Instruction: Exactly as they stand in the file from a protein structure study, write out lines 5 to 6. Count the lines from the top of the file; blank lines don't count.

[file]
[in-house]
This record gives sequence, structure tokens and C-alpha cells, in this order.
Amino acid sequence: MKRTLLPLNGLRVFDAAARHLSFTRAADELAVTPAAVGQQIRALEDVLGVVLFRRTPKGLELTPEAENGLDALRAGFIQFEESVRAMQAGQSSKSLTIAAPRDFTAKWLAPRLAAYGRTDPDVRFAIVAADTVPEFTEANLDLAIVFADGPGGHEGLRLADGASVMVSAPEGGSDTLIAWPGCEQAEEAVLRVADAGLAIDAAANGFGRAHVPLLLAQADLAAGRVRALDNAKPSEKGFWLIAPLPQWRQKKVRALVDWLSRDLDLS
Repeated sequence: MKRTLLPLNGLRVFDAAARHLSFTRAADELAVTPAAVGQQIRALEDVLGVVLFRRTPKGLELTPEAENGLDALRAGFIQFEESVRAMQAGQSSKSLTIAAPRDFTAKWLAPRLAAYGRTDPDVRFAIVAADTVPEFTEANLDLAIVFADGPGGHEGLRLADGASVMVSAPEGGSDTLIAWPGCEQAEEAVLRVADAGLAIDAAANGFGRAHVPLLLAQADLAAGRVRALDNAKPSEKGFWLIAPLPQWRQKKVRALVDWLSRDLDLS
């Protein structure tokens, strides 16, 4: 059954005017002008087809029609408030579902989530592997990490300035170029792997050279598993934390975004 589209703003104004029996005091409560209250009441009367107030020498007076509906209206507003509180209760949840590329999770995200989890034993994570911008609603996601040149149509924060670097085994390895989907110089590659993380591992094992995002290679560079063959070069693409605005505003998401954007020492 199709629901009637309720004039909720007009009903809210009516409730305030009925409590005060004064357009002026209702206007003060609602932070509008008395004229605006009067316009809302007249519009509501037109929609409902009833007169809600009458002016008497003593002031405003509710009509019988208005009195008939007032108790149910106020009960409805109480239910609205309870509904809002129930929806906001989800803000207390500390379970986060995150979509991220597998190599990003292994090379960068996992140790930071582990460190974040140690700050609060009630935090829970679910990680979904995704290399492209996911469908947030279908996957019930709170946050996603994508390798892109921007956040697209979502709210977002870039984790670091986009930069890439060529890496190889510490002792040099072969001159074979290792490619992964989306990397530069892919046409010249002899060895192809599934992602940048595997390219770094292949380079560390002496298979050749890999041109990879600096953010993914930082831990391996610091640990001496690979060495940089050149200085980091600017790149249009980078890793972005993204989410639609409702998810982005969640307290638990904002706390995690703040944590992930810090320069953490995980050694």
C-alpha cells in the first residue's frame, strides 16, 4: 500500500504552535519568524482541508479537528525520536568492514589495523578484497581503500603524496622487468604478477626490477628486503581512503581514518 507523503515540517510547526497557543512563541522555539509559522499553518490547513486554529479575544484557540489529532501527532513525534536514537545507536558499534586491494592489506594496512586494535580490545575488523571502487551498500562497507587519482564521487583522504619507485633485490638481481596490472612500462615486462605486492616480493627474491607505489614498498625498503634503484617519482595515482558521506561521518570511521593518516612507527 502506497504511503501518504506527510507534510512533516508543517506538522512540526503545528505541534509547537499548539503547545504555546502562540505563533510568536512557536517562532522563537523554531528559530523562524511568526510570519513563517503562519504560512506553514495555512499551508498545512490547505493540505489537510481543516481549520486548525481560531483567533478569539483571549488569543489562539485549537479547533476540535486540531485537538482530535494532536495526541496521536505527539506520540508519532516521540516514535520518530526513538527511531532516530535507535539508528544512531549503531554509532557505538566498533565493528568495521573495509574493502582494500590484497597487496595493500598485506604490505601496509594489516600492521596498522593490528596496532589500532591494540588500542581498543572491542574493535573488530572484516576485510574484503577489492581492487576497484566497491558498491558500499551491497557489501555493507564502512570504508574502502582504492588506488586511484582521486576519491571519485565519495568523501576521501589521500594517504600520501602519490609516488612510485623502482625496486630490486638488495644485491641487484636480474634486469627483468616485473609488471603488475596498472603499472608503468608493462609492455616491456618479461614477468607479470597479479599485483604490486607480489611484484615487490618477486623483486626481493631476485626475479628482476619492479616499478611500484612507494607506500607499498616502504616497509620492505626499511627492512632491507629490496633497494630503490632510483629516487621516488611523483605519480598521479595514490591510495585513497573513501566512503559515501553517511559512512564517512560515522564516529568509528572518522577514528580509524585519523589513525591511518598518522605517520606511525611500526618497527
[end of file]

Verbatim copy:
């Protein structure tokens, strides 16, 4: 059954005017002008087809029609408030579902989530592997990490300035170029792997050279598993934390975004 589209703003104004029996005091409560209250009441009367107030020498007076509906209206507003509180209760949840590329999770995200989890034993994570911008609603996601040149149509924060670097085994390895989907110089590659993380591992094992995002290679560079063959070069693409605005505003998401954007020492 199709629901009637309720004039909720007009009903809210009516409730305030009925409590005060004064357009002026209702206007003060609602932070509008008395004229605006009067316009809302007249519009509501037109929609409902009833007169809600009458002016008497003593002031405003509710009509019988208005009195008939007032108790149910106020009960409805109480239910609205309870509904809002129930929806906001989800803000207390500390379970986060995150979509991220597998190599990003292994090379960068996992140790930071582990460190974040140690700050609060009630935090829970679910990680979904995704290399492209996911469908947030279908996957019930709170946050996603994508390798892109921007956040697209979502709210977002870039984790670091986009930069890439060529890496190889510490002792040099072969001159074979290792490619992964989306990397530069892919046409010249002899060895192809599934992602940048595997390219770094292949380079560390002496298979050749890999041109990879600096953010993914930082831990391996610091640990001496690979060495940089050149200085980091600017790149249009980078890793972005993204989410639609409702998810982005969640307290638990904002706390995690703040944590992930810090320069953490995980050694």
C-alpha cells in the first residue's frame, strides 16, 4: 500500500504552535519568524482541508479537528525520536568492514589495523578484497581503500603524496622487468604478477626490477628486503581512503581514518 507523503515540517510547526497557543512563541522555539509559522499553518490547513486554529479575544484557540489529532501527532513525534536514537545507536558499534586491494592489506594496512586494535580490545575488523571502487551498500562497507587519482564521487583522504619507485633485490638481481596490472612500462615486462605486492616480493627474491607505489614498498625498503634503484617519482595515482558521506561521518570511521593518516612507527 502506497504511503501518504506527510507534510512533516508543517506538522512540526503545528505541534509547537499548539503547545504555546502562540505563533510568536512557536517562532522563537523554531528559530523562524511568526510570519513563517503562519504560512506553514495555512499551508498545512490547505493540505489537510481543516481549520486548525481560531483567533478569539483571549488569543489562539485549537479547533476540535486540531485537538482530535494532536495526541496521536505527539506520540508519532516521540516514535520518530526513538527511531532516530535507535539508528544512531549503531554509532557505538566498533565493528568495521573495509574493502582494500590484497597487496595493500598485506604490505601496509594489516600492521596498522593490528596496532589500532591494540588500542581498543572491542574493535573488530572484516576485510574484503577489492581492487576497484566497491558498491558500499551491497557489501555493507564502512570504508574502502582504492588506488586511484582521486576519491571519485565519495568523501576521501589521500594517504600520501602519490609516488612510485623502482625496486630490486638488495644485491641487484636480474634486469627483468616485473609488471603488475596498472603499472608503468608493462609492455616491456618479461614477468607479470597479479599485483604490486607480489611484484615487490618477486623483486626481493631476485626475479628482476619492479616499478611500484612507494607506500607499498616502504616497509620492505626499511627492512632491507629490496633497494630503490632510483629516487621516488611523483605519480598521479595514490591510495585513497573513501566512503559515501553517511559512512564517512560515522564516529568509528572518522577514528580509524585519523589513525591511518598518522605517520606511525611500526618497527